Tuesday, 23 June 2015



The man who become India`s greatest contemporary architects, Charles Correa who in his own words became an architect because he was inspired by toy trains, passed away on Tuesday(June16) at the age of 84.

Charles Correa was not just an architect but an institution in himself, he left behind a legacy in his body of work which will always be cherished and remembered, buildings like Kala Academy Goa, Gandhi Smarak Sangralaya, Gujarat and Navi Mumbai the satellite city across Mumbai`s harbor lines, he also gave Mumbai`s its first high rise residential building- Kanchenjunga, it is rated among the top buildings of Mumbai even after so many years. His work speaks volumes about the impact of his architectural skill. He also wrote extensively about architecture, rapid urbanization and was not shy of showing his disapproval about contemporary urban planning in India. In one of his books he writes “Some 50 years ago when Chandigarh was under construction Indian architects were asked why they not objected to Nehru`s appointment of a foreigner to create a city? The question astonished me. I knew the government could easily have selected some large commercial establishment for this assignment. Instead what an incredible good choice they made! India was lucky to get Corbusier.” India was lucky that we still had Correa. 

In the sixties he was instrumental in designing Navi Mumbai a satellite town of Mumbai, Correa`s work was not limited to India alone his body of work spans the world, Champalimaud Centre for the unknown, a bio-medical research centre in Lisbon, Portugal and Brain and Cognitive Sciences Complex, Building 46, at the campus of Massachusetts Institute Of Technology (MIT), his alma mater, in Cambridge, United States are well known, however Goa and Mumbai remained his two great canvasses where he did his best work.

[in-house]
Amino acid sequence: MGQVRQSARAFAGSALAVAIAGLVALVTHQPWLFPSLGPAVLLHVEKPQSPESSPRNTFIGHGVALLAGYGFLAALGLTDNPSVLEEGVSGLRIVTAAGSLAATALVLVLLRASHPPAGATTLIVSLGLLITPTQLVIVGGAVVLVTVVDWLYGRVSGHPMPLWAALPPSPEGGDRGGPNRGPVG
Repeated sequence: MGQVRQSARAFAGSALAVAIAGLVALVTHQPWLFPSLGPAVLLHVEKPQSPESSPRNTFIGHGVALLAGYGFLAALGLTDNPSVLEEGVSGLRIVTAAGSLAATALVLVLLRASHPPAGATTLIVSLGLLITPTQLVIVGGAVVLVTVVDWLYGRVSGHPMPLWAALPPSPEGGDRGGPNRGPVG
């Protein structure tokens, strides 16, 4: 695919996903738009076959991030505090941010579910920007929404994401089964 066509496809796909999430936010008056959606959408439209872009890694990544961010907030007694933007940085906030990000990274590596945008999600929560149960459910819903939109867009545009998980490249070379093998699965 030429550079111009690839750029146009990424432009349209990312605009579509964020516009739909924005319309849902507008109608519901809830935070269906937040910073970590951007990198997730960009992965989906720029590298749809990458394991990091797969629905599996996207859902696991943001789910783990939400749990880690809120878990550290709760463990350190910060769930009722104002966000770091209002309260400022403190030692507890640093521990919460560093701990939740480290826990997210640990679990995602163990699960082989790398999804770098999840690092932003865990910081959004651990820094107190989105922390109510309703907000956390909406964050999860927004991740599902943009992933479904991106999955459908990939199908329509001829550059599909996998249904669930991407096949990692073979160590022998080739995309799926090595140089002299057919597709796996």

He would often say “I`ve never designed a glass building”, “I`ve never felt the need to, I`ve used glass but I wouldn`t say I’ve ever designed a glass tower, I wouldn`t be so stupid as to do that”, Correa`s style of design, the open-to-sky concept is unique because it responds to climate and natural resources, various international buildings follow his style of designing.

Two years ago, Correa donated all his drawings, models and records to the Royal Institute of British Architects a decision he made with a heavy heart. Correa wanted his papers to stay in India, but he couldn`t find any archive whose standards lived up to his own.

Correa had once very famously said in an interview, when he was asked how he felt being something of a lonely figure in Indian Architecture, “But am I frustrated? Yes, reasonably so”.
In 1972 he was honored with Padma Shri and Padma Vibhushan, the country`s second-highest civilian award in 2006 and in 2013, he was named India`s greatest architect by Royal Institute of British Architects. 

For the present generation of aspiring architects he was not just an inspiration, he was a man who was driven by a sense of creativity and unwavering principles. He has left behind an unparalleled legacy.

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